Writer: Jeff Lemire
Artist: Dustin Nguyen
Letterer: Steve Wands
Publisher: Image Comics
Placing innocent children in dark, bleak, situations in a coming-of-age fashion is not something new. It is a story that has been told time and time again. It’s all about the execution of the idea that makes it a fresh one. Here, Jeff Lemire (All-New Hawkeye, Sweet Tooth) and Dustin Nguyen (Batman: Li’l Gotham) have started an interesting tale that combines the comic-of-age tale with a great dose of science fiction.
Prior to this book, when I thought “Jeff Lemire” and “Science Fiction”, the first work to come to mind was his very recent work with Justice League United, a spin-off Justice League book with a more cosmic focus. While I found the book to be enjoyable, it did begin to fall apart for me when it introduced the Legion of Super-Heroes, a property that I feel has long since collapse under the weight of its own impenetrable nature.
The universe that Lemire and Nguyen have started from scratch is an intriguing one. The Untied Galactic Council being a coalition of nine Core Planets and their respective governments. The focus for this issue is on Niyrata, one of the more technologically advanced Core World, rendered wonderfully in Nguyen’s watercolor artwork.
I do have to give a great deal of credit to letterer Steve Wands here. He utilizes a variety of different fonts types, colors and dialogue boxes in order to differentiate different species of aliens as well as robots. It really does help sell the idea of this multispecies universe that is being debuted.
The peace on Niyrata is not long lasted as the plot of the story kicks in with an attack on all nine of the Core Worlds from colossal machines. (We’re talking Galactus-scale here) Our plot then advances ten years into the future as we meet our protagonist.
TIM-21, a robot that originally served as a child companion, awakens on board a mining colony completely alone. Toxic gasses killed all the humans in the colony, their withered husks showing that they have been dead for quite some time. The only companion TIM has is a robotic dog called Bandit.
Once again, Lemire and Nguyen sell this atmosphere by keeping the tone dark and isolated. The thought of an innocent child alone with nothing but corpses is a terrifying thought in and of itself. The scene is sold absolutely brilliantly in this one panel:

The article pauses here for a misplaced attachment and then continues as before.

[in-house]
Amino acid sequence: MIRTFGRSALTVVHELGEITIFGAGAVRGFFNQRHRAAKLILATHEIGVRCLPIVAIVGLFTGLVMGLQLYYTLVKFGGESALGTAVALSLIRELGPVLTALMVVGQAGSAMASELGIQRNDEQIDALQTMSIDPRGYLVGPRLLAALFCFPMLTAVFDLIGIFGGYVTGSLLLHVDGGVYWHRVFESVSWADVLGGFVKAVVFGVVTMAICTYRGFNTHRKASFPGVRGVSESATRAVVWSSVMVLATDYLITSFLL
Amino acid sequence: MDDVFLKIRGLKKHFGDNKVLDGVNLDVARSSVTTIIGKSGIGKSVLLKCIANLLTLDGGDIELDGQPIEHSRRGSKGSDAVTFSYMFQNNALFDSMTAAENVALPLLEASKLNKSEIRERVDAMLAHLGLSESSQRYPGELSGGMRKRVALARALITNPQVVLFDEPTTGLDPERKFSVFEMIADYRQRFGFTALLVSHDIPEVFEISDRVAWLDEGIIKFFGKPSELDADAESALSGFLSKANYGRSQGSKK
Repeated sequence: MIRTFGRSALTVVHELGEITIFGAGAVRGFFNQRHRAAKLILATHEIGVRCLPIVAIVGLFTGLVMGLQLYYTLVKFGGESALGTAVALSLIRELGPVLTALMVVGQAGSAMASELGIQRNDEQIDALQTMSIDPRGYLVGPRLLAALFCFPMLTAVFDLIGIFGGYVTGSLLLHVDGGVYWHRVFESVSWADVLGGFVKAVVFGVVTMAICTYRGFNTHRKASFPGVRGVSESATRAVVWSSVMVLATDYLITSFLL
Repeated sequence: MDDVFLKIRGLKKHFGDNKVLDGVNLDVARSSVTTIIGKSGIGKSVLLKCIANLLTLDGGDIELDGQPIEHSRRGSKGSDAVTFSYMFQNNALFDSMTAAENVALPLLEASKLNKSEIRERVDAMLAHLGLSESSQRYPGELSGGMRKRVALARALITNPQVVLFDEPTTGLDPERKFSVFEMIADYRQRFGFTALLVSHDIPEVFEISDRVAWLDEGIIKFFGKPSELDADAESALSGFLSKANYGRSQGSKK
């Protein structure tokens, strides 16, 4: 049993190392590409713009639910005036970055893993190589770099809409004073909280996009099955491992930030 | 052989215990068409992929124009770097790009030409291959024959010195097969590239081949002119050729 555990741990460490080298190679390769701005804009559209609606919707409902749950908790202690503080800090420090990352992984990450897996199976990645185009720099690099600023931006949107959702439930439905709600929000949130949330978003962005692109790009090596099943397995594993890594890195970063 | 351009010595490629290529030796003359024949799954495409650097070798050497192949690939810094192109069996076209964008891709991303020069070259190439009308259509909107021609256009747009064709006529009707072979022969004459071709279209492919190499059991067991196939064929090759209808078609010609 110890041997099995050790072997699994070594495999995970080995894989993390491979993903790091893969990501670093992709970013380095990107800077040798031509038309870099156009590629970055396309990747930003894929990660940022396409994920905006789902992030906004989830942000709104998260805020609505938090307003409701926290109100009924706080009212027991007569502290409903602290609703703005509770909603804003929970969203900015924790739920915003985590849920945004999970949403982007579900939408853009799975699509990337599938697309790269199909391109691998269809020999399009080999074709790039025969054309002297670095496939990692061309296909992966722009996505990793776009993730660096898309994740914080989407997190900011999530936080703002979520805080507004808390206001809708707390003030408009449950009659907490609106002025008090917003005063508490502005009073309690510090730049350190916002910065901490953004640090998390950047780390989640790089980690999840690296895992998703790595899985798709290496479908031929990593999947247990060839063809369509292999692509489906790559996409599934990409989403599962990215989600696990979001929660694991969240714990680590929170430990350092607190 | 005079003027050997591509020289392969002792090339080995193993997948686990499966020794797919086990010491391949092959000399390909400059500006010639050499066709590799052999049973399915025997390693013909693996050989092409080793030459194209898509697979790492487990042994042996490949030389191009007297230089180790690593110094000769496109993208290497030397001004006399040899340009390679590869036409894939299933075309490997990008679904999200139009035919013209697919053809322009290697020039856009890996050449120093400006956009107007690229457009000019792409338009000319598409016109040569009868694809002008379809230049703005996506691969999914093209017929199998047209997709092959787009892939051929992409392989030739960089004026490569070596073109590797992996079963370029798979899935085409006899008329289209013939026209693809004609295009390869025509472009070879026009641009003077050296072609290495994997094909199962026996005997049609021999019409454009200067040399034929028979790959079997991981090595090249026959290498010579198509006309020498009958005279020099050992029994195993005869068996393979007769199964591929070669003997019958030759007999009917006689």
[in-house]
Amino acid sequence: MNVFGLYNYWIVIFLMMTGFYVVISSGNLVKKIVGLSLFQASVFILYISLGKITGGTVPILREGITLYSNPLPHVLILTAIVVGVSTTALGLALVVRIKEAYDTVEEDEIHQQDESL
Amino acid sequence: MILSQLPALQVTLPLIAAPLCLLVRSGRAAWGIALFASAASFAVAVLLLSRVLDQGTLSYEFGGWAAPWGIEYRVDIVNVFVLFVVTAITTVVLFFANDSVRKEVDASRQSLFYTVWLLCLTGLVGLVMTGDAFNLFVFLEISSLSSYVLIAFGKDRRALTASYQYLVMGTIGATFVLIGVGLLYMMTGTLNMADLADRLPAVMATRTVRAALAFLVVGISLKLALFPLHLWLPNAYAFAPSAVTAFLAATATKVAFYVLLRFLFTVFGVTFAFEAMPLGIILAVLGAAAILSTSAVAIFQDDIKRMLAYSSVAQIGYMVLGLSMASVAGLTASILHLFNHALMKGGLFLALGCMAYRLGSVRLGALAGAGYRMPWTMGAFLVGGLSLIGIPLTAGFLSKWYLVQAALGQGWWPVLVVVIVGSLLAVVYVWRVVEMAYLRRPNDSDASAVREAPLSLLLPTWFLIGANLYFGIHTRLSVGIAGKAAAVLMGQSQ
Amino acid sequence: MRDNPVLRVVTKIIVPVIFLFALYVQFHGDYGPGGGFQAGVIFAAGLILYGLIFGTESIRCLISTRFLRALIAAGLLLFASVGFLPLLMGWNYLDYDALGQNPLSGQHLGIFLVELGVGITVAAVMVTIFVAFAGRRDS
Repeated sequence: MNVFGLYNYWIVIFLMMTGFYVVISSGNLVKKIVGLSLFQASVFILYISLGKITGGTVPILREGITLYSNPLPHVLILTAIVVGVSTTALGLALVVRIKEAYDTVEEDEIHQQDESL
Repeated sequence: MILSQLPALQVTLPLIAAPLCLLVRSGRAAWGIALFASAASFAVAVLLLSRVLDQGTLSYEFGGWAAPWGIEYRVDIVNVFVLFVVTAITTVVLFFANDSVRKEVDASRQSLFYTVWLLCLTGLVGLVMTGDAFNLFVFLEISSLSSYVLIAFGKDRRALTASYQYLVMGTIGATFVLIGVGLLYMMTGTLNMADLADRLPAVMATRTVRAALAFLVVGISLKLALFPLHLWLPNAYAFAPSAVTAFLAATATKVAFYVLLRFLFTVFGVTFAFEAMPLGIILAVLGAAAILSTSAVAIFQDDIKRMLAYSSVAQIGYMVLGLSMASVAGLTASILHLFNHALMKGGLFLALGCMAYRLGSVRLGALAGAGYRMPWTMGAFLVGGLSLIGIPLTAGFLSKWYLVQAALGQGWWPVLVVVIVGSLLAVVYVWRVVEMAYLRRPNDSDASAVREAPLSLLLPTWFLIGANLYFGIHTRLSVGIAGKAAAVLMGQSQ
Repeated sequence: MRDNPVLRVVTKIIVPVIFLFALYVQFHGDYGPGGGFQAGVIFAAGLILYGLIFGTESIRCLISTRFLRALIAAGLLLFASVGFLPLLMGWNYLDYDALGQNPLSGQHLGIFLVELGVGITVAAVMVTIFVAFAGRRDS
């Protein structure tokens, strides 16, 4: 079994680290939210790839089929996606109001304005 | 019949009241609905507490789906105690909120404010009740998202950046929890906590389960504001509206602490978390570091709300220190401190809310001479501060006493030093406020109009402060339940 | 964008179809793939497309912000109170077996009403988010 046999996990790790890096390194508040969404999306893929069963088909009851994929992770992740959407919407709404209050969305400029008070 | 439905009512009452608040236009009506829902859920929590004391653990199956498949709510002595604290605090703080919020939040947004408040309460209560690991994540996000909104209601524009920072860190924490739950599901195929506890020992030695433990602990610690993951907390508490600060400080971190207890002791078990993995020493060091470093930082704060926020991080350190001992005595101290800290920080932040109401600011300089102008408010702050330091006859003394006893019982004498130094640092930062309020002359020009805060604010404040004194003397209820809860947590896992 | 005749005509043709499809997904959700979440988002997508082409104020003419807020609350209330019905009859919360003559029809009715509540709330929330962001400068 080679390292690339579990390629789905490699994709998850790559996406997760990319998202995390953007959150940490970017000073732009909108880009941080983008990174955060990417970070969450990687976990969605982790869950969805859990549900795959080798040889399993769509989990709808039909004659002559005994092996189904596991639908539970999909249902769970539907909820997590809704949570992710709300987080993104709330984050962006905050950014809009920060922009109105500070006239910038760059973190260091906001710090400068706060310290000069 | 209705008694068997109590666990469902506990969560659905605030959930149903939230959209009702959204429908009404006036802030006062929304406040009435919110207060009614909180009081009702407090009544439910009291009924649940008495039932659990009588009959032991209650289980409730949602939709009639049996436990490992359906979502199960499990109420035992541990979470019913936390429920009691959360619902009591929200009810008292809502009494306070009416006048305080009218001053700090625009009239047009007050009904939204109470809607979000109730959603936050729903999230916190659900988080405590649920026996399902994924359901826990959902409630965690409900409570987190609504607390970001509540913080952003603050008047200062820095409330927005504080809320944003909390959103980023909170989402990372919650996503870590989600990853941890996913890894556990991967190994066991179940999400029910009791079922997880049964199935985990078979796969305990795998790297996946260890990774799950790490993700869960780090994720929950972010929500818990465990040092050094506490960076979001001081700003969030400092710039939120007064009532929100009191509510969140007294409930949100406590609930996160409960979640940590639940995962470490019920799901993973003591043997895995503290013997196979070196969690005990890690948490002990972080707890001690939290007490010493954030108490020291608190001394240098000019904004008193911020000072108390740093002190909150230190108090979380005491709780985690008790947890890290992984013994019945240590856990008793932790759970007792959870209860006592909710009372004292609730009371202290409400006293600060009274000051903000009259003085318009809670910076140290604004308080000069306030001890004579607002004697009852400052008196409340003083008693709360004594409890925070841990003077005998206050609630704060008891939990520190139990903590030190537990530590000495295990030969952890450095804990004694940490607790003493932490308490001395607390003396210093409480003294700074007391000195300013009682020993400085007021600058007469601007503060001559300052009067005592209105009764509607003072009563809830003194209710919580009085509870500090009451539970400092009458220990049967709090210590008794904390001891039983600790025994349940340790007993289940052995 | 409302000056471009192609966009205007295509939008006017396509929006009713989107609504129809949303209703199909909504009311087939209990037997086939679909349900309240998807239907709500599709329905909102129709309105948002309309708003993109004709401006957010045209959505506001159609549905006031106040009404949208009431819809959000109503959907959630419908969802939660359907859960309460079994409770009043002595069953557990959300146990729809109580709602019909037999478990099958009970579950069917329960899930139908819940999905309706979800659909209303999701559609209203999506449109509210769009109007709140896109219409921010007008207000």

But TIM isn’t the only story we follow in this issue. We return to Niyrata and follow Doctor Jin Quon, once a scientist for the UGC before the Harvester attack. Now, a drunk, embittered has-been, he is contacted by his former employers because of a discovery that has been made about the Haravester attacks. While I will not spoil what exactly that discovery is, I will talk about Niyrata in the present.
While the story with TIM played very much into isolation horror, the situation on Niyrata plays into a different type of horror. Lemire and Nguyen show what kind of effect, politically, socially and economically a disaster on such a grand scale would have on a civilization. The juxtaposition of the earlier scenes with the current reality sends a tingle up the spine.
The concept of the “Harvesters” is another one that has been done before. I could not have been one that immediately thought of the Reapers from Mass Effect. But again, Lemire and Nguyen put a new spin on the idea that makes it feel fresh, as the threads that connect the Harvesters, TIM, and Quon are subtly established, ready for the larger story to take fold.
At the end of the day, Descender #1 succeeded in two very big ways: its ability to build an interesting world that is worth exploring and placing us alongside two (three including Bandit) characters that we want to follow. It did what a first issue needs to do: make us want to read more!